Remember when people called the Republican Party "the party of ideas"?! It never was, really, (list 5 important "ideas" the Republicans have generated in since 1995 when Newt Gingrich, the "big thinker" took over - go ahead, I dare you) but through much of the last 10 or 15 years it was a great marketing slogan. Branding, I think they call it.
Still, it is stunning that in the midst of the worst economic crisis since the Great Depression that the Congressional Republicans have only one thing to say. Like that weird section of the Beatles' "Revolution #9" which just keeps repeating "#9," Republicans keep whining: tax cuts, tax cuts, tax cuts.
This isn't only a measure of the complete poverty of ideas that the Republican Bund suffers, though it certainly is that. Instead, it is an honest reminder of what economic policy means for Republicans. Most of us, I suspect, think of economic policy as a way to pursue the common good - we might debate what that means and how best to achieve it, but we probably agree that economic policy should be shaped to foster those goals.
The goal for Republicans since 1981 has been single-minded: transfer money from the middle class to the rich. Contrary to what you hear from the Cato Institute and other right-wing assisted living centers, Republicans aren't interested in small government, or even free markets. Not when big government and manipulated markets have proven so much more effective at shifting wealth to the top.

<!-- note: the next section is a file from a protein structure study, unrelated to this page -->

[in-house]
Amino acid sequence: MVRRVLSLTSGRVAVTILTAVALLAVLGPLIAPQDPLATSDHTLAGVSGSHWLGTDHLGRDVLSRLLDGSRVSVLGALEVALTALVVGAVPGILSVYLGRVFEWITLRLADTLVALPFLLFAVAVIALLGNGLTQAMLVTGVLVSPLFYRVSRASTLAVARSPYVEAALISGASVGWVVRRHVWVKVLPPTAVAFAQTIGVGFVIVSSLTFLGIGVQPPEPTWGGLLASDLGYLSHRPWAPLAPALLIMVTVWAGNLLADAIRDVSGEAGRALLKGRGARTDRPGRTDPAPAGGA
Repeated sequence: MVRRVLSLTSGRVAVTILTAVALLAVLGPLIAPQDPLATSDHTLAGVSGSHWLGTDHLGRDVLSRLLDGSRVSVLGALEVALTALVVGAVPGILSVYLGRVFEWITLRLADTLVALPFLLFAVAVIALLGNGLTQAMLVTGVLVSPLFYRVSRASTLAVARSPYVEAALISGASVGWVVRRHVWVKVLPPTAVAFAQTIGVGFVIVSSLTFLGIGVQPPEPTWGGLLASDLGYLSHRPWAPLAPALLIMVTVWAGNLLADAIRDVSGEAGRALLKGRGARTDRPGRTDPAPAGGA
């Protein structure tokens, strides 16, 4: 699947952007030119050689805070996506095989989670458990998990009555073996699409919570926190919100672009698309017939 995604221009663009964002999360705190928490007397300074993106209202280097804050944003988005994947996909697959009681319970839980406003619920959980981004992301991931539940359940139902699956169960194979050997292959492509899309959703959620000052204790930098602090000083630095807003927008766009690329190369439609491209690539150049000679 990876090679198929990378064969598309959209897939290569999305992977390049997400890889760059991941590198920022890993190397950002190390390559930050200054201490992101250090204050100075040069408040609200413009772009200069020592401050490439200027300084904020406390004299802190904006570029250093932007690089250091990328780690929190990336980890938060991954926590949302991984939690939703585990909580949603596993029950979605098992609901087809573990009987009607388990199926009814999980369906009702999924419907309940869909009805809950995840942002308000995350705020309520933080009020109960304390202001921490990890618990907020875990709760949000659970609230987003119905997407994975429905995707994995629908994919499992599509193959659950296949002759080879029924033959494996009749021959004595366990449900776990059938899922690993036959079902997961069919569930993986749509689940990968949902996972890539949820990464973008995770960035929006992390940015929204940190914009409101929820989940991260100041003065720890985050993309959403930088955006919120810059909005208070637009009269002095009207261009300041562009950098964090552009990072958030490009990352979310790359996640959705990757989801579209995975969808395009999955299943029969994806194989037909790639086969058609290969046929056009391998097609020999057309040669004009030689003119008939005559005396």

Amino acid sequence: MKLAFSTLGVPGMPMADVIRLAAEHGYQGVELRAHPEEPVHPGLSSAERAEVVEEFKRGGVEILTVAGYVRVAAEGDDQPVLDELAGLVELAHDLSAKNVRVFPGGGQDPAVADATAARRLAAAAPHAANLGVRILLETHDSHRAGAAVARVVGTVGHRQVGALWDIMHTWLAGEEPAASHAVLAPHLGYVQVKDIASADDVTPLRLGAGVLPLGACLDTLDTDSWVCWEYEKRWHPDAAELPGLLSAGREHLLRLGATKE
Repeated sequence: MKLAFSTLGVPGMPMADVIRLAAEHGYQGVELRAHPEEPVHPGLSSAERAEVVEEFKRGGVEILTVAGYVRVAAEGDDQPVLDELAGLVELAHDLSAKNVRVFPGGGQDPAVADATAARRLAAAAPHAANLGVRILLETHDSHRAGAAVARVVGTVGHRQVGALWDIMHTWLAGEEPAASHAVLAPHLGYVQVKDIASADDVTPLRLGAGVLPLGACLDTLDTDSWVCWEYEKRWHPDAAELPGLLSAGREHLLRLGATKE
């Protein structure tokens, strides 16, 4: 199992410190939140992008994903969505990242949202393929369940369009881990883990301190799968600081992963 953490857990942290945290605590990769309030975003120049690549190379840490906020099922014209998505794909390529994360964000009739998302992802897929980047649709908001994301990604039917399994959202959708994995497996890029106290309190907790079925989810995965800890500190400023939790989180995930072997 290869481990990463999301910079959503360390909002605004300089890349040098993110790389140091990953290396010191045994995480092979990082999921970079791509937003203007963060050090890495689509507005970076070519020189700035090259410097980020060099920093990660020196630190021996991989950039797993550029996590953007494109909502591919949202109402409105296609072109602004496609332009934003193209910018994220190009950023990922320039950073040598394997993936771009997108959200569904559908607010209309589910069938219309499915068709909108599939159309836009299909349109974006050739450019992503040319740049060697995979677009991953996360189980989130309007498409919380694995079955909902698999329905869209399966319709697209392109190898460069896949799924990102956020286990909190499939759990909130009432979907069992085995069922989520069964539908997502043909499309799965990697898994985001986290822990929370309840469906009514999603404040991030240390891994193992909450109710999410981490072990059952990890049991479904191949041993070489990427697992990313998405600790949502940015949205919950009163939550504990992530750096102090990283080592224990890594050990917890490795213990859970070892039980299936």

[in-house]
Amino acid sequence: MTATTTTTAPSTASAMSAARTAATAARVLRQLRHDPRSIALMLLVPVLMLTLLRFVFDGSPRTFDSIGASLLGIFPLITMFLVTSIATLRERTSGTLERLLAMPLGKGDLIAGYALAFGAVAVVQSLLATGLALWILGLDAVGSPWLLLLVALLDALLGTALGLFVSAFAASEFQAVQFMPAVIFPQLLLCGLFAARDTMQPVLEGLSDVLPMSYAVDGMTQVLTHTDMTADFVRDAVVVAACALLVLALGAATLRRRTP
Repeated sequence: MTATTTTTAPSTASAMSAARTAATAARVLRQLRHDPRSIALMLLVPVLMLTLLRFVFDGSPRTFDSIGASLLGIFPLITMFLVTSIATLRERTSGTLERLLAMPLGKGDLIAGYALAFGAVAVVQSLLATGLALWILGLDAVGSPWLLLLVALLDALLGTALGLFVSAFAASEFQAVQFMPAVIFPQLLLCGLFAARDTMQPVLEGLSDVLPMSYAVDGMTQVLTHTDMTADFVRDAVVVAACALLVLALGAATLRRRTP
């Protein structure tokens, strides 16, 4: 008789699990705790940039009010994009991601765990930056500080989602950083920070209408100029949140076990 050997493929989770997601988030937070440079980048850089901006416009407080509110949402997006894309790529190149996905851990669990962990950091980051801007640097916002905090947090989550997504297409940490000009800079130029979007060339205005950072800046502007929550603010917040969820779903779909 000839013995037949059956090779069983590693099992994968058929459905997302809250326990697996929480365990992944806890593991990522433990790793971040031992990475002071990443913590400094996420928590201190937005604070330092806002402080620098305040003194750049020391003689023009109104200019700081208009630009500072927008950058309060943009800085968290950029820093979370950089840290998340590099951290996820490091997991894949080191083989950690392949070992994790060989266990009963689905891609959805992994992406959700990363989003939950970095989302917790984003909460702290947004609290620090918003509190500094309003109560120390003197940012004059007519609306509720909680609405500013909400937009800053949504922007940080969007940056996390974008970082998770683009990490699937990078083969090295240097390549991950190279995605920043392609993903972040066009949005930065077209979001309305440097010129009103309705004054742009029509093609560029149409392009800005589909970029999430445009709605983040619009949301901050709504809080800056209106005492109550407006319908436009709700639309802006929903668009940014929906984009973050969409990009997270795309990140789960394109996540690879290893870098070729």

And the fastest, easiest, most politically successful way to do that is through tax cuts of the sort that Reagan and Bush II enacted. (That so many Joe-the-Plumbers, who would have done better personally under Democratic tax plans, went along for the ride measures poverty of a different sort).
Go back to those bygone days of 2000. Remember the balanced budget? Remember the budget surplus? As a candidate, Bush sold his big "soak the middle class" tax cuts as a moral imperative: the government shouldn't keep a budget surplus - we had to give it back! As president, when the dot com bubble burst and the nation slipped into the first Bush recession, he announced that those very same tax cuts were the only thing that would stimulate the economy.
So no matter what the economic climate, no matter what the social problem, tax cuts are the solution to everything. Don't have health care? How about a tax cut! Schools are failing - cut taxes! Got male-pattern baldness - you need a tax cut!
In fairness, Republican tax cuts have been successful at making the rich richer. But speaking about the Great Depression - which resulted from Republican economic policies that look awfully familiar - Roosevelt was right in 1936 when he called Republicans "economic royalists." The only question worth asking, as Bob Herbert did in his Times column yesterday, is: why should we bother listening to Republicans who can only say #9, #9, #9, #9. . .